B cells expressing IgE contribute to immunity against parasites and venoms and are the source of antigen specificity in allergic patients, yet the developmental pathways producing these B cells in human subjects remain a subject of debate. Much of our knowledge of IgE lineage development derives from model studies in mice rather than from human subjects.We evaluate models for isotype switching to IgE in human subjects using immunoglobulin heavy chain (IGH) mutational lineage data.We analyzed IGH repertoires in 9 allergic and 24 healthy adults using high-throughput DNA sequencing of 15,843,270 IGH rearrangements to identify clonal lineages of B cells containing members expressing IgE. Somatic mutations in IGH inherited from common ancestors within the clonal lineage are used to infer the relationships between B cells.Data from 613,641 multi-isotype B-cell clonal lineages, of which 592 include an IgE member, are consistent with indirect switching to IgE from IgG- or IgA-expressing lineage members in human subjects. We also find that these inferred isotype switching frequencies are similar in healthy and allergic subjects.We found evidence that secondary isotype switching of mutated IgG1-expressing B cells is the primary source of IgE in human subjects, with lesser contributions from precursors expressing other switched isotypes and rarely IgM or IgD, suggesting that IgE is derived from previously antigen-experienced B cells rather than naive B cells that typically express low-affinity unmutated antibodies. These data provide a basis from which to evaluate allergen-specific human antibody repertoires in healthy and diseased subjects.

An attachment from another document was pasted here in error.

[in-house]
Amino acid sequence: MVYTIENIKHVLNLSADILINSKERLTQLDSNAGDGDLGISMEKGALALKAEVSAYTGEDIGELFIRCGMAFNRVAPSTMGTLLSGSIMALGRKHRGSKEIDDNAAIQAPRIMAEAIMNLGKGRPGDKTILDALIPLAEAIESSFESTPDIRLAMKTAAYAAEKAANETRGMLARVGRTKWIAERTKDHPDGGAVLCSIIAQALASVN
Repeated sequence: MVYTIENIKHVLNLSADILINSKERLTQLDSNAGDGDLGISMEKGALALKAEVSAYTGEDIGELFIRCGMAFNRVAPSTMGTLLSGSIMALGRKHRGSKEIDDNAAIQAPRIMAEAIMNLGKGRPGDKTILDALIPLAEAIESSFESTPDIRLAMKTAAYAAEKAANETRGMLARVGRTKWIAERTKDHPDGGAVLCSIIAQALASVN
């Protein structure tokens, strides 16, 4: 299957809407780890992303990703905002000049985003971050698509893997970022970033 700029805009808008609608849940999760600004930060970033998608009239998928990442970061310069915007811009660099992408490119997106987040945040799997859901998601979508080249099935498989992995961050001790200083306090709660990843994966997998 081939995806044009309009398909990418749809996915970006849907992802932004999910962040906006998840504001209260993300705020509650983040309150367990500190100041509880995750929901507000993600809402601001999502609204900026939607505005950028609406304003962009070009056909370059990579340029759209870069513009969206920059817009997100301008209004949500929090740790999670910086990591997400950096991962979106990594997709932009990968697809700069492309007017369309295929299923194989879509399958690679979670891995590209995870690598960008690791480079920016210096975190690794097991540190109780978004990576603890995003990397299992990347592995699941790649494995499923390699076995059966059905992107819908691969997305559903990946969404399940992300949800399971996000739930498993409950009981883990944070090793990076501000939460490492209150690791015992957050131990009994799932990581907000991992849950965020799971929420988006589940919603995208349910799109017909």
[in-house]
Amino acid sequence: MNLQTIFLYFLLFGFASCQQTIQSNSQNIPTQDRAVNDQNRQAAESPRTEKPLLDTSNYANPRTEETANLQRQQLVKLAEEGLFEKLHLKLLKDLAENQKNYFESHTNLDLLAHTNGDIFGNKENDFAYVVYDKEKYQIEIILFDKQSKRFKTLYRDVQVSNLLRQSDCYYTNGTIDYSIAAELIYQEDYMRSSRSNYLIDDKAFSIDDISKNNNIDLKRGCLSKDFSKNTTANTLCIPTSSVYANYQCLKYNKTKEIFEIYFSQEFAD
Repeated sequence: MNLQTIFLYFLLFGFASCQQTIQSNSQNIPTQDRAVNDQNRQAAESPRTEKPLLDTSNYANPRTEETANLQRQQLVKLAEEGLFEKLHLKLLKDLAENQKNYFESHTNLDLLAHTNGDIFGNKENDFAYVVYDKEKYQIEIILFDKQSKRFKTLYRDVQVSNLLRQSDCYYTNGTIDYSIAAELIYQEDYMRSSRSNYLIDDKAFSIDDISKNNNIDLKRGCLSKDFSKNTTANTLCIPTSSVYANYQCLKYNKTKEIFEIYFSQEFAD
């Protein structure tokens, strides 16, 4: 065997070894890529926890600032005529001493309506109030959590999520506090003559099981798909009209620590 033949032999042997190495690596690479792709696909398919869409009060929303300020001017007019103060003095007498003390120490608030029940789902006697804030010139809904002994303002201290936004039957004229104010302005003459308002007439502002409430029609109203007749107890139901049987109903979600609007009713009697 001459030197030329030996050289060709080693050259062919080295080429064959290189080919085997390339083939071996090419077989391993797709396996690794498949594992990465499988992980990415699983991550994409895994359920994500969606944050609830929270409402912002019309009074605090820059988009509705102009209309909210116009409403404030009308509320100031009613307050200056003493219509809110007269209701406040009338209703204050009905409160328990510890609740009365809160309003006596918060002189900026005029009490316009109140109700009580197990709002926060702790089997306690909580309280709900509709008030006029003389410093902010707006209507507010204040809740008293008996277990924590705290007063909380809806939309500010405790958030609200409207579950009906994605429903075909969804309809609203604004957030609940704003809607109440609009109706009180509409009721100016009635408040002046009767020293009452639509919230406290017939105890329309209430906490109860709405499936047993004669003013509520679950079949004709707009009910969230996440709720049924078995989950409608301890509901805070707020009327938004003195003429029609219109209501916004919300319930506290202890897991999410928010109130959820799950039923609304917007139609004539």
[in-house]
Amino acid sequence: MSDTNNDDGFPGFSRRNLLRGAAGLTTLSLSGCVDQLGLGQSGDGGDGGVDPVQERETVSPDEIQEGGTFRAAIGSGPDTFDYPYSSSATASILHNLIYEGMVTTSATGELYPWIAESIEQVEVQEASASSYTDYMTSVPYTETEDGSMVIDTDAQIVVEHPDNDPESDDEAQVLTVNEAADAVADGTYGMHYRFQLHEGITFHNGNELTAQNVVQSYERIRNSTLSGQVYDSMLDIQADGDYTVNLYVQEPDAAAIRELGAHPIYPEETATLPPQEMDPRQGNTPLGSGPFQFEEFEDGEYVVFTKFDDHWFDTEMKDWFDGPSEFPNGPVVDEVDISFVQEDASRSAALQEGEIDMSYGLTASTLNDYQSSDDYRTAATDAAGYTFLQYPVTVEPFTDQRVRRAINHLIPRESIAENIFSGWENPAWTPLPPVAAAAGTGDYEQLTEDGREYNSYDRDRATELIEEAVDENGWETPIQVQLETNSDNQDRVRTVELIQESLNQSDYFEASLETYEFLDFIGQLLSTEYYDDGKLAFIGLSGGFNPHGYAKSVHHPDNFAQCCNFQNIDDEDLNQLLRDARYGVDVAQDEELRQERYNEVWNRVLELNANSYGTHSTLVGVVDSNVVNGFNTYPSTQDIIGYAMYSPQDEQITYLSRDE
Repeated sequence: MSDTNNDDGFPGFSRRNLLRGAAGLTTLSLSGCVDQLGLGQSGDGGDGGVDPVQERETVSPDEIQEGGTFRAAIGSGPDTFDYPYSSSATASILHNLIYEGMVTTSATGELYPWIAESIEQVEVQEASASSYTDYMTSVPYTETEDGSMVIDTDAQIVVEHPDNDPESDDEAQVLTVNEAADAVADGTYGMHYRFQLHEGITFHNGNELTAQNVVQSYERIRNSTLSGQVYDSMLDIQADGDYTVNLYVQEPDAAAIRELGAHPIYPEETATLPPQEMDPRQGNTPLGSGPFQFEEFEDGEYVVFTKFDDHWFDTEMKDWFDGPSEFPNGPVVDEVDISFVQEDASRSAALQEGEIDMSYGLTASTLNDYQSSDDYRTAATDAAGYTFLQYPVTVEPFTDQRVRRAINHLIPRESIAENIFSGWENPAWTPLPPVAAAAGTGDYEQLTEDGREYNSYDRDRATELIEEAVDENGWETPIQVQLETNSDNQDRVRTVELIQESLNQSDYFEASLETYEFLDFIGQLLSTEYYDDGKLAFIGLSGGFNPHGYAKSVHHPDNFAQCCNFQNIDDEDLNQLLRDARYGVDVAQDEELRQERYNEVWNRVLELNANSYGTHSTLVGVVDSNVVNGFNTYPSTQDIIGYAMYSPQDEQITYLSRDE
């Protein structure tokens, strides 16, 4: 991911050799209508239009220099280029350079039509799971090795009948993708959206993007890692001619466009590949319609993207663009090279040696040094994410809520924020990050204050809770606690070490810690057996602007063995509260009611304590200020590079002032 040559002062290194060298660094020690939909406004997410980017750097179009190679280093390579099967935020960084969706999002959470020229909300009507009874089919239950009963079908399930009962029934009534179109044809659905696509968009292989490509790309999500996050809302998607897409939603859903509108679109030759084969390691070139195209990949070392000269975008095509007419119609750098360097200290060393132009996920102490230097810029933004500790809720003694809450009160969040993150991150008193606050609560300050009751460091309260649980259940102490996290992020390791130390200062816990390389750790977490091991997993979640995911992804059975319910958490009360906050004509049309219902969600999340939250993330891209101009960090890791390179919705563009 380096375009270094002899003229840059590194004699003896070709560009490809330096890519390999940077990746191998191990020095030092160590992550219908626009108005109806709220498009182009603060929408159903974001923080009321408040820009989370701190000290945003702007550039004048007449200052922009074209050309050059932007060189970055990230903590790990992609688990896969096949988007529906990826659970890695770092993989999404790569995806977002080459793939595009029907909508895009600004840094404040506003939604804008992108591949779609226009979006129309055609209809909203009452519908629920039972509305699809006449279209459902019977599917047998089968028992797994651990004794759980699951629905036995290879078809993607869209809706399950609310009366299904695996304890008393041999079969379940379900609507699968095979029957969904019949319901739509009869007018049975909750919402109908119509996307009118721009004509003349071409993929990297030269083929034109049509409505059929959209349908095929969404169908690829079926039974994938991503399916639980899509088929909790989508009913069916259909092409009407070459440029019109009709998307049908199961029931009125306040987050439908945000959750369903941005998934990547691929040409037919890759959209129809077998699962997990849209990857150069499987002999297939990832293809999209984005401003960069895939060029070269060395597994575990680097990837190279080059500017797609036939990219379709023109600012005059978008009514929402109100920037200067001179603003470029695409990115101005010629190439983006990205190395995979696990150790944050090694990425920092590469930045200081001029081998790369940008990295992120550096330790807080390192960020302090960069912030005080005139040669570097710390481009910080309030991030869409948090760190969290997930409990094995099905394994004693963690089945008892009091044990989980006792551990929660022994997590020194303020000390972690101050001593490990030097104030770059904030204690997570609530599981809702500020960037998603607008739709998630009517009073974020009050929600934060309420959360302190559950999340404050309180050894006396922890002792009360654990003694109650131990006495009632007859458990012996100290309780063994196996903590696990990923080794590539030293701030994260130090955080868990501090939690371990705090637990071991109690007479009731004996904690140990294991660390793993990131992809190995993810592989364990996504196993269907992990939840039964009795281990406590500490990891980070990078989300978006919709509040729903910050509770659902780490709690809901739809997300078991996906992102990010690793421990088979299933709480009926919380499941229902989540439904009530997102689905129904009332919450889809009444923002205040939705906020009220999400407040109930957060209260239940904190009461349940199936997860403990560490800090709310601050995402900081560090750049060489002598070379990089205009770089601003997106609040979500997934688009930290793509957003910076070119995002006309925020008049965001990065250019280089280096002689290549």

View details for DOI 10.1016/j.jaci.2015.07.014
View details for PubMedID 26309181
Comprehensive whole-genome sequencing of an early-stage primary myelofibrosis patient defines low mutational burden and non-recurrent candidate genes.
2013; 98 (11): 1689-1696